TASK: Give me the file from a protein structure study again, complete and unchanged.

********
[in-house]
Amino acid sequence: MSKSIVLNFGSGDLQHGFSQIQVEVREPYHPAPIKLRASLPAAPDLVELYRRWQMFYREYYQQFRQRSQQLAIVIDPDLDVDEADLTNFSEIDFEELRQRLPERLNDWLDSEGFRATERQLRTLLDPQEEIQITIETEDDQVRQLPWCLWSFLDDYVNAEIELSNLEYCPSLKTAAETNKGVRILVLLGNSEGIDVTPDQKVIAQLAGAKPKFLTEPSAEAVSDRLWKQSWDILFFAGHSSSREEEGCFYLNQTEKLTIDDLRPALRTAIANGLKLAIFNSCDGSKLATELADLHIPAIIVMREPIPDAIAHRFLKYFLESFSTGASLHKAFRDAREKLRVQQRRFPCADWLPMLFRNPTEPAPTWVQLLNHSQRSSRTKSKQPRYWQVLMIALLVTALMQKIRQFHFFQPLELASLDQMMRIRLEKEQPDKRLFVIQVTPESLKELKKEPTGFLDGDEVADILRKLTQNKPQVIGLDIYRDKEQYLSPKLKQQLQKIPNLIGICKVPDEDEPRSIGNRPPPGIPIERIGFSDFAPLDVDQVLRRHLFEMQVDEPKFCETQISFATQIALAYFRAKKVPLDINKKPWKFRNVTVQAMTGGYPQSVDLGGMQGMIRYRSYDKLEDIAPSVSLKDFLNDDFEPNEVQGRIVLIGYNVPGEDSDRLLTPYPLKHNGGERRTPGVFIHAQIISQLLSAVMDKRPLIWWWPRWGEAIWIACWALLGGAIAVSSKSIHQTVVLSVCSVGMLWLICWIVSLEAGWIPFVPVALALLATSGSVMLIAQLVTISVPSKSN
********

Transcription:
[in-house]
Amino acid sequence: MSKSIVLNFGSGDLQHGFSQIQVEVREPYHPAPIKLRASLPAAPDLVELYRRWQMFYREYYQQFRQRSQQLAIVIDPDLDVDEADLTNFSEIDFEELRQRLPERLNDWLDSEGFRATERQLRTLLDPQEEIQITIETEDDQVRQLPWCLWSFLDDYVNAEIELSNLEYCPSLKTAAETNKGVRILVLLGNSEGIDVTPDQKVIAQLAGAKPKFLTEPSAEAVSDRLWKQSWDILFFAGHSSSREEEGCFYLNQTEKLTIDDLRPALRTAIANGLKLAIFNSCDGSKLATELADLHIPAIIVMREPIPDAIAHRFLKYFLESFSTGASLHKAFRDAREKLRVQQRRFPCADWLPMLFRNPTEPAPTWVQLLNHSQRSSRTKSKQPRYWQVLMIALLVTALMQKIRQFHFFQPLELASLDQMMRIRLEKEQPDKRLFVIQVTPESLKELKKEPTGFLDGDEVADILRKLTQNKPQVIGLDIYRDKEQYLSPKLKQQLQKIPNLIGICKVPDEDEPRSIGNRPPPGIPIERIGFSDFAPLDVDQVLRRHLFEMQVDEPKFCETQISFATQIALAYFRAKKVPLDINKKPWKFRNVTVQAMTGGYPQSVDLGGMQGMIRYRSYDKLEDIAPSVSLKDFLNDDFEPNEVQGRIVLIGYNVPGEDSDRLLTPYPLKHNGGERRTPGVFIHAQIISQLLSAVMDKRPLIWWWPRWGEAIWIACWALLGGAIAVSSKSIHQTVVLSVCSVGMLWLICWIVSLEAGWIPFVPVALALLATSGSVMLIAQLVTISVPSKSN